Breaking News: Arrest Made of Woman Who Vandalized Islamic Center of Davis

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Panoramic View shows huge crowd in Davis in response to January incident

(From Press Release) – Yolo County District Attorney Jeff Reisig, Davis Police Chief Darren Pytel and the FBI will hold a joint press conference today at the Davis Police Department to announce the arrest of 30-year-old Davis resident Lauren Kirk-Coehlo.

The complaint filed by the Yolo County District Attorney alleges that during the early morning hours of January 22, 2017, Kirk-Coehlo vandalized the Islamic Center of Davis. Video footage shows a female suspect smashing six window panes and placing something on the exterior door handle of the Islamic Center of Davis. It was later determined that strips of bacon were placed on the door handle. The suspect also destroyed two bicycles on the property.

Davis Police Chief Darren Pytel and the FBI will give a briefing on the investigation and arrest and District Attorney Jeff Reisig will discuss the charges and the prosecution of Kirk-Coehlo.

The briefing will take place at 2 pm at the Davis Police Department located at 2600 5th Street in Davis

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About The Author

David Greenwald is the founder, editor, and executive director of the Davis Vanguard. He founded the Vanguard in 2006. David Greenwald moved to Davis in 1996 to attend Graduate School at UC Davis in Political Science. He lives in South Davis with his wife Cecilia Escamilla Greenwald and three children.

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23 thoughts on “Breaking News: Arrest Made of Woman Who Vandalized Islamic Center of Davis”

  1. Alan Miller

    Only previous appearance on the internet.  Is an interest in the appropriateness of glittery Y2K sunglasses the foreshadowing of a bacon smearer?  Should we have seen this coming? Did she cut those bicycle seats with ‘the fire of a thousand suns’?
    ===========================
    How can the human race survive the next hundred years?
    In a world that is in chaos politically, socially and environmentally, how can the human race sustain another 100 years?
    ===========================
    Dear Professor Hawking, 

    I don’t know. However, I sincerely hope that the next three years are appreciated, since the “2000”-style glittery new years’ glasses won’t be appropriate after 2009. 

    With the fire of a thousand suns, 

    Lauren Kirk-Coehlo

  2. David Greenwald

    I attended the press conference.

    Learned a few things:

    She went to Davis high

    Her mother is a judge of some sort in Sacramento

    She is being charged with a felony hate crime and facing six years.

    And she’s being held on $1 million bail.

    1. Tia Will

      I am very glad to see that we have a suspect apprehended. I am not pleased by the $1 million bail nor the idea of a sentence for six years. I would say that this is exactly the kind of situation where some kind of economic restoration to the mosque, home monitoring and community service might be of much more benefit than incarceration as well as much less expensive for the tax payers.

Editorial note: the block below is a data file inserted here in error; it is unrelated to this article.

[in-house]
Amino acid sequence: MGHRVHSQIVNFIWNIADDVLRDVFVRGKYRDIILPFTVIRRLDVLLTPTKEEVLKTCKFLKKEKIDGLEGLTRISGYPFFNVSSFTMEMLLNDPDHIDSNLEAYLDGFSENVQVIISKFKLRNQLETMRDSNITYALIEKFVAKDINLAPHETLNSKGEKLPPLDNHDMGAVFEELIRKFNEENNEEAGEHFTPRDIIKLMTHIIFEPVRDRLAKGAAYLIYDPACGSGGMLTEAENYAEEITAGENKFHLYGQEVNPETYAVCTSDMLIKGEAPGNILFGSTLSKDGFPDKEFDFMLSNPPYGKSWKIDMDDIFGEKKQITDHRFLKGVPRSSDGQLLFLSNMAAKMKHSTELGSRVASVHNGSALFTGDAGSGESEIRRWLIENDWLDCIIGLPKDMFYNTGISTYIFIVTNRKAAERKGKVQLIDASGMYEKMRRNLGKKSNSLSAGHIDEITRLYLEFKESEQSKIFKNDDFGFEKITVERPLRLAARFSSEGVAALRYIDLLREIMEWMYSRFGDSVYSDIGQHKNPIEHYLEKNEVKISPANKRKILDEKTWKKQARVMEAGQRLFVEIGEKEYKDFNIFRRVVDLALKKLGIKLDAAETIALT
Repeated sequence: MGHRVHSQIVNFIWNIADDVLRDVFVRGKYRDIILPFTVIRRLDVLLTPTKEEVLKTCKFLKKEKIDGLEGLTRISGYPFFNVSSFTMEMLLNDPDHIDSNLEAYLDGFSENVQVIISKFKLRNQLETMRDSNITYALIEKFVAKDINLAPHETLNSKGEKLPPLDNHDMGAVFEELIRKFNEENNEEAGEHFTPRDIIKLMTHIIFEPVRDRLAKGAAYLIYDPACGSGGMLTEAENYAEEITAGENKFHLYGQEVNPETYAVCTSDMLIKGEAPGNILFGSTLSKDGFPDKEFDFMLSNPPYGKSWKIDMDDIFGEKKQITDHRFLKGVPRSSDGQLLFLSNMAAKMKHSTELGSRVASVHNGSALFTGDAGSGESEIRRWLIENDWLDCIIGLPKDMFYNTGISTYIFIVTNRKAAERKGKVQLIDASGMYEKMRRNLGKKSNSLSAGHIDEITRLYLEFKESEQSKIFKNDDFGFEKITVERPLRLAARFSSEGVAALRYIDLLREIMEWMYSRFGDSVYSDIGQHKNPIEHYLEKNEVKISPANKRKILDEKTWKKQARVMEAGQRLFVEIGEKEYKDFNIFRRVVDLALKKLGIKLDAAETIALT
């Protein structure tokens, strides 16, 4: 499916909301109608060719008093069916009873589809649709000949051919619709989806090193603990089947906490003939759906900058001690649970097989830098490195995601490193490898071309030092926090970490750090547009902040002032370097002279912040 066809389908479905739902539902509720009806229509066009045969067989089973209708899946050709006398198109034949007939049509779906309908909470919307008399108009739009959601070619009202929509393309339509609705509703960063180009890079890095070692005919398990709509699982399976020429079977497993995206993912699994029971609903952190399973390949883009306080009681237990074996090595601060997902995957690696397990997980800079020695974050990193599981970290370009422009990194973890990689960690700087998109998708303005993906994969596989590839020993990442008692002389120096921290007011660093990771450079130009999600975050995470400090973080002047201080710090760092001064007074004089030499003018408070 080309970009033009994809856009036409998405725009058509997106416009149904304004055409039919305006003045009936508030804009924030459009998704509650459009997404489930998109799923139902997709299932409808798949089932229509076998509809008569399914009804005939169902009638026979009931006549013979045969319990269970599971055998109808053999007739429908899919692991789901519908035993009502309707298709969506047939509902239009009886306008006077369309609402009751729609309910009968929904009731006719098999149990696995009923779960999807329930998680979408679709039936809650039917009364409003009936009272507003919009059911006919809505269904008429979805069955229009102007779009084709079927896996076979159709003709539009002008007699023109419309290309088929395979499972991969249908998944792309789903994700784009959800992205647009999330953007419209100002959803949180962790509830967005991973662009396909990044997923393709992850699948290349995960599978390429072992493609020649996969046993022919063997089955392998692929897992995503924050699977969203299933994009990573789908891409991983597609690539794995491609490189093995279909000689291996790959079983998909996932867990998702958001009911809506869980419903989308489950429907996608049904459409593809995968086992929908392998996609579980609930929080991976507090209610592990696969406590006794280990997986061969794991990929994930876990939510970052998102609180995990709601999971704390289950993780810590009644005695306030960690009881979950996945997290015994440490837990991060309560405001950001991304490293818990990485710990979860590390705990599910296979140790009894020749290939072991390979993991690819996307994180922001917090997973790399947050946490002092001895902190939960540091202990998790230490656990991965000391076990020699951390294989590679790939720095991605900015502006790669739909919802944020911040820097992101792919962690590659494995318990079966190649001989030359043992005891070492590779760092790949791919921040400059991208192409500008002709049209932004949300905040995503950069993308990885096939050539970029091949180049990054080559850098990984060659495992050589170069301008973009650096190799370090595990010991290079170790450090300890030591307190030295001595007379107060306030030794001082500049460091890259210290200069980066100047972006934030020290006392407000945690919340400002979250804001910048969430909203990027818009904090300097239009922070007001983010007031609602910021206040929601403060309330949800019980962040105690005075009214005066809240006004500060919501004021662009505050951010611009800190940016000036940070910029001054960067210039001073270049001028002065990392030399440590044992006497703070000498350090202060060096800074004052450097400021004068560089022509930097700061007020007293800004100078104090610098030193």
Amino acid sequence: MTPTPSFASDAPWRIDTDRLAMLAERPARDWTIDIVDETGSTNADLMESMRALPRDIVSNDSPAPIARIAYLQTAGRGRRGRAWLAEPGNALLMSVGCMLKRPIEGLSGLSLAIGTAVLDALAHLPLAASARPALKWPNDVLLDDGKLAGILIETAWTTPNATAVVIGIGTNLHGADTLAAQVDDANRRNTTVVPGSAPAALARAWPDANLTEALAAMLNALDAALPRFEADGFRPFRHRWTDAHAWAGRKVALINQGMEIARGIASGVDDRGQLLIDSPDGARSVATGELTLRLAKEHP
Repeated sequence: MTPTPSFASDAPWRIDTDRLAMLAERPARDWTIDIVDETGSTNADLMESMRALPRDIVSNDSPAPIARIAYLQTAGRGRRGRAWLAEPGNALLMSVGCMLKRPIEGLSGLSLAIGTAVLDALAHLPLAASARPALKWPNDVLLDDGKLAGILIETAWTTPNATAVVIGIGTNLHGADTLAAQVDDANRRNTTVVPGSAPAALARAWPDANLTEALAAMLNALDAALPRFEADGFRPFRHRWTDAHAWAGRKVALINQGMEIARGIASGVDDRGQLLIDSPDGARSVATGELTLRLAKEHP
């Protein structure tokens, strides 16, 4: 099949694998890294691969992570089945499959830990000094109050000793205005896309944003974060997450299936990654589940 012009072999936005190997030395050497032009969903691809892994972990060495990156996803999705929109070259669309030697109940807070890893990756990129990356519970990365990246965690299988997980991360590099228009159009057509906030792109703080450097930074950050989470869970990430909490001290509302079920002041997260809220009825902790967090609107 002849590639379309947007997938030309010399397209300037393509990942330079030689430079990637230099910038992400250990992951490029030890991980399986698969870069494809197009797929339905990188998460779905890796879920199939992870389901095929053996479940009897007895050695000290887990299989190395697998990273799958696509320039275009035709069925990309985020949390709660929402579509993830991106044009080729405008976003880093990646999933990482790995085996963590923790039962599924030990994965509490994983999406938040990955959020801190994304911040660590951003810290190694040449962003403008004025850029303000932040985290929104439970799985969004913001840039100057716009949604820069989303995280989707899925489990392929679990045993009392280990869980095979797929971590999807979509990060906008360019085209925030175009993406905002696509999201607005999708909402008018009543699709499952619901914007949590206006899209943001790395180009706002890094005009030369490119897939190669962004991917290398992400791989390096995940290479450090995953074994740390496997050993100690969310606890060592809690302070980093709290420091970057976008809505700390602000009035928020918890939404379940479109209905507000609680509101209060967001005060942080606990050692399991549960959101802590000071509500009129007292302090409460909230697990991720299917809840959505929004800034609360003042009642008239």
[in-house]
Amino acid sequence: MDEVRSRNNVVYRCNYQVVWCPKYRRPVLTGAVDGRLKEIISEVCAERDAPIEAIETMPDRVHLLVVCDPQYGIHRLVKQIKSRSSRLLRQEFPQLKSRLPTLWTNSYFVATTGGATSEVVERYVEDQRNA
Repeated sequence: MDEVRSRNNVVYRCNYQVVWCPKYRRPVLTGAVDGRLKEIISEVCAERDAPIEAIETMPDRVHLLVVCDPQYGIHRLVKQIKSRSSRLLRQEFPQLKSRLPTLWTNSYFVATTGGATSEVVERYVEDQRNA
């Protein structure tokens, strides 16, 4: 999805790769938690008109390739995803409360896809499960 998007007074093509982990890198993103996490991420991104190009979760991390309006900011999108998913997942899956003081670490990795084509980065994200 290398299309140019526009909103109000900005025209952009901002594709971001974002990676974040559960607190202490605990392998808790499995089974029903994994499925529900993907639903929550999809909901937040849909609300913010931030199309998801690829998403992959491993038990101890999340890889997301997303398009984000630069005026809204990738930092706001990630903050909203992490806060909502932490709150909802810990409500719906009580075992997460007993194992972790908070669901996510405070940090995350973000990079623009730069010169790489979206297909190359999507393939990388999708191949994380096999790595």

1. David Greenwald

        Needless to say I have some extensive thoughts on this.  The lack of flight risk and danger to the community is clear here.  The bail schedule for the two offenses and enhancement is a total of $60,000.  I imagine they had much more serious offenses in mind when they set the bail schedule for hate crime offenses.

      2. Howard P

        Tend to agree with you Tia, but would add “shunning” to the restorative justice mix, to last at least 3 years… no-one in Davis talks to her, or even acknowledges her presence… we could start that now, if we had a good picture of her, and avoid the need for bail, trial and incarceration… it would make clear, “not in our town”… guess we still need the trial unless she ‘plea bargains’ for the restorative justice thing (which, I agree, is appropriate)…

        1. Tia Will

          Howard

          Shunning would have some satisfaction for the populace I am sure, but it seems too punitive for me. And too much like an episode of Black Mirror. I believe in safety, and help to gain perspective and understanding both of the feelings of others and the consequences of our own actions. I am not a fan of punishment which I feel feeds the vindictive tendencies of those not undergoing the punishment, and does little to help the individual reintegrate into the society.

      3. Ron

        Tia:

        From what I know of the situation, I agree with your thoughts, even though this had a big impact on the community (including members of the Islamic Center). Hopefully, the community’s response helped heal that impact.

        If this person is in fact guilty, it just seems so strange to me.  (30 years old, female, apparently sole participant.)  If there was no video, I wouldn’t have “guessed” that profile.

         

         

        1. Howard P